Monday, March 22, 2010

Prevention Works! – Georgetown: A Community That Cares!

Wondering how a whole community can take practical steps to support its youth? How can we help our children to better navigate the challenges they will inevitably face regarding substance abuse, relating to others, achieving success in school, making thoughtful choices?

One of the best tools available to schools and communities to assess youth attitudes and promote healthy behaviors is a factor-based prevention system called Communities That Care (CTC). Communities That Care is an initiative of the Substance Abuse and Mental Health Services Administration (SAMHSA), which is a division of the US Department of Health and Human Services (HHS).

"What makes Communities That Care system unique is that it enables communities to identify their own special issues so they can hand pick the right prevention programs," said Dr. Nora Volkow, Director of the National Institute on Drug Abuse (NIDA). Using the results of the Communities That Care Youth Survey, prevention strategies to support youth are customized to fit a community’s needs. Based on the work of Dr. J. David Hawkins and Dr. Richard F. Catalano, this research-based survey is designed to identify the levels of risk factors related to problem behaviors such as alcohol, tobacco and other drug use—and to identify the levels of protective factors that help guard against those behaviors. The survey also measures the actual prevalence of drug use, violence and other antisocial behaviors among surveyed students.

Just as medical researchers have found risk factors for heart disease, such as high-fat diets and smoking, research has defined a set of risk factors for substance abuse. We know that the more risk factors for heart disease present in a person, the more likely it is that person will suffer a heart attack. This is also true with risk factors for substance abuse and addiction.

The Georgetown School District conducted its first administration of the Communities that Care Youth Survey to our eighth, tenth and twelfth graders in February. The Georgetown Health and Wellness Advisory Committee recommended the Communities That Care Youth Survey as a tool of prevention, not prosecution. Completion of the survey was anonymous and voluntary. The results will be used as a baseline from which to measure future prevention efforts and action plans, also to provide information for state and federal grants. An announcement of results will be made to the community later this Spring.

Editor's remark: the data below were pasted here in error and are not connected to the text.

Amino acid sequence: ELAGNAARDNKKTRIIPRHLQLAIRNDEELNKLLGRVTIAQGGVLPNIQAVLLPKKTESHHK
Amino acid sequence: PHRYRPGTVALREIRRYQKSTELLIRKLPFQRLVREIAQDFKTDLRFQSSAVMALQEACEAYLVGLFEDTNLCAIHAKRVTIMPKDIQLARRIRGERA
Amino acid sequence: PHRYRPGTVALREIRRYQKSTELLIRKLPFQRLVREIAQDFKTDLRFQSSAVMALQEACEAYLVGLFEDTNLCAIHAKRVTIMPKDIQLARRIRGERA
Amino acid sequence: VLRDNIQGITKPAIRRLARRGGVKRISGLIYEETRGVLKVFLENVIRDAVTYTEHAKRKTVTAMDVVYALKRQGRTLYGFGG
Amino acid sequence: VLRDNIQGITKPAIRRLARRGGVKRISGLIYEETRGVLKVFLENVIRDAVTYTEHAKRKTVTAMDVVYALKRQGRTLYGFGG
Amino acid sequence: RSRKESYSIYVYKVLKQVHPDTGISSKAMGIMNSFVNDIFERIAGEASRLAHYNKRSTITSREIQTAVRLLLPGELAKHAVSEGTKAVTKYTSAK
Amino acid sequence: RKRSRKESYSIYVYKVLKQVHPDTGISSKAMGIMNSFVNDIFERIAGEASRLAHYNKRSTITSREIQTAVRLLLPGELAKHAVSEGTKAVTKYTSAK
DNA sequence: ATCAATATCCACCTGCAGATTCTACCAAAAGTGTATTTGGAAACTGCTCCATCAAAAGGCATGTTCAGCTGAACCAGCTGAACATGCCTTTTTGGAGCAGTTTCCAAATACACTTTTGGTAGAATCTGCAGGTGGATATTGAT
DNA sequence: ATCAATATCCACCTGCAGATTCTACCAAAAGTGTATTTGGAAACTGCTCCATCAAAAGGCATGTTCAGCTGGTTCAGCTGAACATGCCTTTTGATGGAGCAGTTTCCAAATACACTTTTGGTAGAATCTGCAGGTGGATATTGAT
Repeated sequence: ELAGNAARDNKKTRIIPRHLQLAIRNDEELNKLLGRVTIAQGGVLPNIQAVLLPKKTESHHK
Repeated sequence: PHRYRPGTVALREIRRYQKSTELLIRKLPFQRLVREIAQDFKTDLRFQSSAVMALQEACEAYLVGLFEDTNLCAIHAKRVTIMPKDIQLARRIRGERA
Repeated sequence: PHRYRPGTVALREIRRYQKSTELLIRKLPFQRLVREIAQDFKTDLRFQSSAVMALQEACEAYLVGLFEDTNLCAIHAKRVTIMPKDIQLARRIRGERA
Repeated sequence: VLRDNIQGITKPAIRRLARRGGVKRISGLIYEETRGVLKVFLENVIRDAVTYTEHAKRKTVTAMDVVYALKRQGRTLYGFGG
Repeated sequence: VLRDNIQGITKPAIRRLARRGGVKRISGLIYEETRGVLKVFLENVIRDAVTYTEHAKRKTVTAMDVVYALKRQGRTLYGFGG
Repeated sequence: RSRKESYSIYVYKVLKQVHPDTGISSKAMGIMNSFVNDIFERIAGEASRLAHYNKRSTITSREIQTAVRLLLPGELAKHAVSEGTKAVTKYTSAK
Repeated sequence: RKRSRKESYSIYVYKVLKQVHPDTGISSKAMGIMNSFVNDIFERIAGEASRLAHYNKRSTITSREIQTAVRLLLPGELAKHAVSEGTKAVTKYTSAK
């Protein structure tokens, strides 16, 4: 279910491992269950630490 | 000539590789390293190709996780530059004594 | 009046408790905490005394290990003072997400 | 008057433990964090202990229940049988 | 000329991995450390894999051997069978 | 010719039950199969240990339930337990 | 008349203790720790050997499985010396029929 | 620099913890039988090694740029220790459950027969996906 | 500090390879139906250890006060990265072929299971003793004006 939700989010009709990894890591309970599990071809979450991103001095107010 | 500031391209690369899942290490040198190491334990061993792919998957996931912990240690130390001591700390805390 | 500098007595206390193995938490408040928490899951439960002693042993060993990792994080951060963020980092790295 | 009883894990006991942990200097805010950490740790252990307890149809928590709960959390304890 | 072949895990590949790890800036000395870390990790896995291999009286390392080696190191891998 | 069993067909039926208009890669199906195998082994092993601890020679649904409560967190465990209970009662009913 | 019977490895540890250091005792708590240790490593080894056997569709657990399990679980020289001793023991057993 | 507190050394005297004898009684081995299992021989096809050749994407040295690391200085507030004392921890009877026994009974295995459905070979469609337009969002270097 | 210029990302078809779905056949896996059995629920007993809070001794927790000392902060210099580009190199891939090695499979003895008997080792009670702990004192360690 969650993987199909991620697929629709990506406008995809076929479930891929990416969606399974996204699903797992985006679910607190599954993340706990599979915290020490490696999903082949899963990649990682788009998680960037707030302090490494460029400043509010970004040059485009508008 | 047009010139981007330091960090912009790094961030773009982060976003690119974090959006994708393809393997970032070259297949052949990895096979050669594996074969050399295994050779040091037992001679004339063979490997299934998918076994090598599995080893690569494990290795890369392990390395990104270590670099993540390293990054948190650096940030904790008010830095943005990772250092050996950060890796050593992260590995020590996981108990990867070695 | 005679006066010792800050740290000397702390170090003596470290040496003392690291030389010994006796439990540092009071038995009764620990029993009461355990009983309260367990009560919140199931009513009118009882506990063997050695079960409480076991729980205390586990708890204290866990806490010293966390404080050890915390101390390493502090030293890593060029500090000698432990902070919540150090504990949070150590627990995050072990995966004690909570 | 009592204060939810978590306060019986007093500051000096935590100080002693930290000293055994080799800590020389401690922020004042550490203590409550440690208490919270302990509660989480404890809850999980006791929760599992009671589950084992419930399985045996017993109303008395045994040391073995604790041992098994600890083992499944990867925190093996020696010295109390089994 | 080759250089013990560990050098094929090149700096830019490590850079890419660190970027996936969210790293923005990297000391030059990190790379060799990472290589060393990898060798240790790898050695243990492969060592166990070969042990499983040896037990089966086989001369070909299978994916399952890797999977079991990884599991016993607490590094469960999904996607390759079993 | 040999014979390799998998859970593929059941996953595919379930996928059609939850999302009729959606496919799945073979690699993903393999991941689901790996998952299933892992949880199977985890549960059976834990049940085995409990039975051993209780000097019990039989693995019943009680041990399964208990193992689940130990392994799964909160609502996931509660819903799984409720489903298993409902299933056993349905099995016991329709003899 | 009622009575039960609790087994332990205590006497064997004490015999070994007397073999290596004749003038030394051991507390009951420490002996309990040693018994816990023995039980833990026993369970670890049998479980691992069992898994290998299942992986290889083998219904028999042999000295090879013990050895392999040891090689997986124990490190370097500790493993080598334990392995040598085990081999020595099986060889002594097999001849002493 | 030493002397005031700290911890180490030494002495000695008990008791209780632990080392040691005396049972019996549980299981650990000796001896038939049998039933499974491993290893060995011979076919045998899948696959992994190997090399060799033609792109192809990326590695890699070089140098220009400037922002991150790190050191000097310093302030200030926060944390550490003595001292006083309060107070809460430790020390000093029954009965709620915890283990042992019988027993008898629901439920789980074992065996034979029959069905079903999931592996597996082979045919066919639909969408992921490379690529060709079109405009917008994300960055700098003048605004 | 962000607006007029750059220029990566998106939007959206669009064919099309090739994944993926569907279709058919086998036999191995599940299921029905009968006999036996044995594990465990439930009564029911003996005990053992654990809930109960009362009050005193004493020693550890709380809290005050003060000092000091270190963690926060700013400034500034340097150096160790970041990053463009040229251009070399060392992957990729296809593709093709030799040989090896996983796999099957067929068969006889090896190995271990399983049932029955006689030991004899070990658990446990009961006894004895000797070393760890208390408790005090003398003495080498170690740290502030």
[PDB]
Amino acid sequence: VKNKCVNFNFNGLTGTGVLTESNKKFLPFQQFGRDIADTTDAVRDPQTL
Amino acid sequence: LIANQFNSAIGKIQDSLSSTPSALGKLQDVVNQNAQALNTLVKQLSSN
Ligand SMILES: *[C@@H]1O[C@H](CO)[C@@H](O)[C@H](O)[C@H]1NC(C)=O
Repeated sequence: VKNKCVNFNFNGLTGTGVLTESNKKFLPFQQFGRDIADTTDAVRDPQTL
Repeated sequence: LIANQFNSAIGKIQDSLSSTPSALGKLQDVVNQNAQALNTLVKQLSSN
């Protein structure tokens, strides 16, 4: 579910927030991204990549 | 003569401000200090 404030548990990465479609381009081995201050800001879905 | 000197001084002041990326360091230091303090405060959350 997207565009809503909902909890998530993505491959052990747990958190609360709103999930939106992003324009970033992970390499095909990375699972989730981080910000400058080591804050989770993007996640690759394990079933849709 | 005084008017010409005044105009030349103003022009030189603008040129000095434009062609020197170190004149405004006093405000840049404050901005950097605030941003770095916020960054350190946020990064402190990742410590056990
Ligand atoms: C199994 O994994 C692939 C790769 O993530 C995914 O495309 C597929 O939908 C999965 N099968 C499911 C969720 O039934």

Testing materials and administration were obtained through Northeast Centers for Healthy Communities, an affiliate of the MA Bureau of Substance Abuse Services, MA Department of Public Health. Test results will be interpreted and analyzed by a professional research and consulting firm, and reported back to our school committee and administration.

Once the risk and protective factors in the lives of Georgetown’s young people have been identified, this information will be used by both our schools and other community organizations that support youth to guide prevention efforts, to help address existing problems, and to promote healthy and positive youth development. Typically, a school or community selects three or four of the top factors in need of attention to develop action plans around.

Action plans are aimed at building up protective factors and reducing risk factors. Action plans based on Communities That Care survey results have been shown to substantially reduce the initial age for alcohol use, tobacco use, binge drinking, and other delinquent behaviors nationally. Recent NIDA research shows that for each dollar invested in research-based prevention programs, a savings of up to $10 in treatment for alcohol or other substance abuse can be seen.

The best prevention efforts are driven by youth and community needs. In Georgetown we are fortunate to have a school administration that recognizes how much the Communities That Care Youth Survey can help us to understand our youth and support their social-emotional health with prevention initiatives specifically developed to meet the needs of our children.

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